Taiwan grandpa catches ‘em all playing Pokemon Go on 15 phones

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Taiwanese Chen San-yuan, 70, known as "Pokemon grandpa", poses with his bicycle as he plays the mobile game "Pokemon Go" by Nintendo, near his home with 15 mobile phones, in New Taipei City, Taiwan November 12, 2018. (Reuters)
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Taiwanese Chen San-yuan, 70, known as “Pokemon grandpa,” plays the mobile game “Pokemon Go” by Nintendo, near his home with 15 mobile phones, in New Taipei City, Taiwan November 12, 2018. (Reuters)
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Taiwanese Chen San-yuan, 70, known as “Pokemon grandpa,” plays the mobile game “Pokemon Go” by Nintendo, near his home with 15 mobile phones, in New Taipei City, Taiwan November 12, 2018. (Reuters)
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Taiwanese Chen San-yuan, 70, known as "Pokemon grandpa", prepares to play the mobile game "Pokemon Go" by Nintendo with his 15 mobile phones, near his home, in New Taipei City, Taiwan November 12, 2018. (Reuters)
Updated 13 November 2018
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Taiwan grandpa catches ‘em all playing Pokemon Go on 15 phones

  • Attached to the front of his bicycle are 15 mobile phones which Chen, 70, uses to simultaneously play the augmented-reality game Pokemon Go
  • Chen said his gear cost more than $4,800 and he spends about $300 a month on virtual currency to use in the game

TAIPEI: Chen San-yuan turns heads as he cycles through a suburb of Taipei, Taiwan’s capital.
The reason why?
Attached to the front of his bicycle are 15 mobile phones which Chen, 70, uses to simultaneously play the augmented-reality game Pokemon Go.
The smartphone-based game requires players to ‘catch’ animated characters that appear in real locations.
Known as Pokemon Grandpa, videos of Chen and his fan-shaped phone setup cycling between “Pokestops” have gone viral on the Internet and made him a minor celebrity in Tucheng district, where he lives.
“I used one cellphone and then kept playing and playing,” Chen, dressed in a crisp, white long-sleeved shirt and pants, told Reuters Television on a recent outing.
“After a month, it became three cellphones, six cellphones, nine cellphones, 12 and then 15,” he said, crediting his grandson with introducing him to Pokemon Go in 2016.
Chen said his gear cost more than $4,800 and he spends about $300 a month on virtual currency to use in the game.
Playing on multiple phones allows him to get to higher levels in the game more quickly and capture rarer creatures, he said.
The pensioner said he sometimes plays all night thanks to the custom-made portable battery packs that recharge the phones.
Chen’s fellow players are amazed at his energy.
“He’s able to take care of fifteen cellphones at once,” said Shih Wun-sheng, 45. “From going out until returning home, Chen can remain energetic for six to seven hours, not feeling tired. That’s really impressive.”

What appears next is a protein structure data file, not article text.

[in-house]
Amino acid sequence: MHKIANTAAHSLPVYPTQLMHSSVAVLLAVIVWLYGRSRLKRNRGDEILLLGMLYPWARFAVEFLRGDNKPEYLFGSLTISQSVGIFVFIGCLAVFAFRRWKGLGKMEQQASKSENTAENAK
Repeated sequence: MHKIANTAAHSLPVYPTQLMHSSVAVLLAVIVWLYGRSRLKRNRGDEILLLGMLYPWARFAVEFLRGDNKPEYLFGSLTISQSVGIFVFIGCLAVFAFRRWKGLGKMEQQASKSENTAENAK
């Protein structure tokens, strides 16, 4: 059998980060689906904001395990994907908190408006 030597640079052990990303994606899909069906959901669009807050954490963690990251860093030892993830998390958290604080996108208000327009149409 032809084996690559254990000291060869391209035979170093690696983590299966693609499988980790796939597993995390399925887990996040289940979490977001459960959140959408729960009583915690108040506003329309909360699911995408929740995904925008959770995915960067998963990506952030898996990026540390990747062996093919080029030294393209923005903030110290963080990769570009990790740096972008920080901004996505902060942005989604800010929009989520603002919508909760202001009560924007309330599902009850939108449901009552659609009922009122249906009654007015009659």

Pokemon Go, jointly developed by Nintendo Co. and Niantic Inc, has been the biggest hit so far among games using so-called augmented reality, where digital characters are superimposed on the real world.


’Blurred Lines’ legal saga ends in $5mn ruling favoring Marvin Gaye family

Updated 14 December 2018
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’Blurred Lines’ legal saga ends in $5mn ruling favoring Marvin Gaye family

  • “The verdict handicaps any creator out there who is making something that might be inspired by something else,” Pharell Williams said
  • The initial award in the case had triggered an angry response from many songwriters, who argued that there were major differences between the two songs at the center of the legal battle

LOS ANGELES: A long-running copyright dispute over the smash hit “Blurred Lines” has ended with the family of Motown legend Marvin Gaye winning a nearly $5 million judgment against Robin Thicke and Pharrell Williams.
Thicke and Williams had been accused by Gaye’s estate of copyright infringement for their 2013 hit because of similarities with the late singer’s “Got to Give It Up.”
In 2015, the estate was awarded more than $7 million but the amount was later reduced to $5.3 million
Thicke and Pharrell appealed that judgment and a California judge earlier this year overall upheld the jury’s decision.
In a December 6 final ruling in the case made public on Thursday, US District Judge John Kronstadt ordered Thicke, Williams and Williams’ publishing company to pay Gaye’s estate $2.9 million in damages, US media reported.
Thicke was ordered to pay an additional $1.76 million. Williams and his publishing company must also separately pay Gay’s estate nearly $360,000.
Gaye’s family was also rewarded 50 percent of the song’s royalties.
The verdict caps a long-drawn legal battle that was closely watched by the music industry.
The initial award in the case had triggered an angry response from many songwriters, who argued that there were major differences between the two songs at the center of the legal battle, including the melodies and lyrics.
Williams, a popular songwriter who had another smash hit with “Happy,” said in an interview in 2015 that all creative people had inspirations.
“The verdict handicaps any creator out there who is making something that might be inspired by something else,” he said at the time.
“If we lose our freedom to be inspired, we’re going to look up one day and the entertainment industry as we know it will be frozen in litigation.”
Representatives of both Williams and Thicke could not be immediately reached for comment.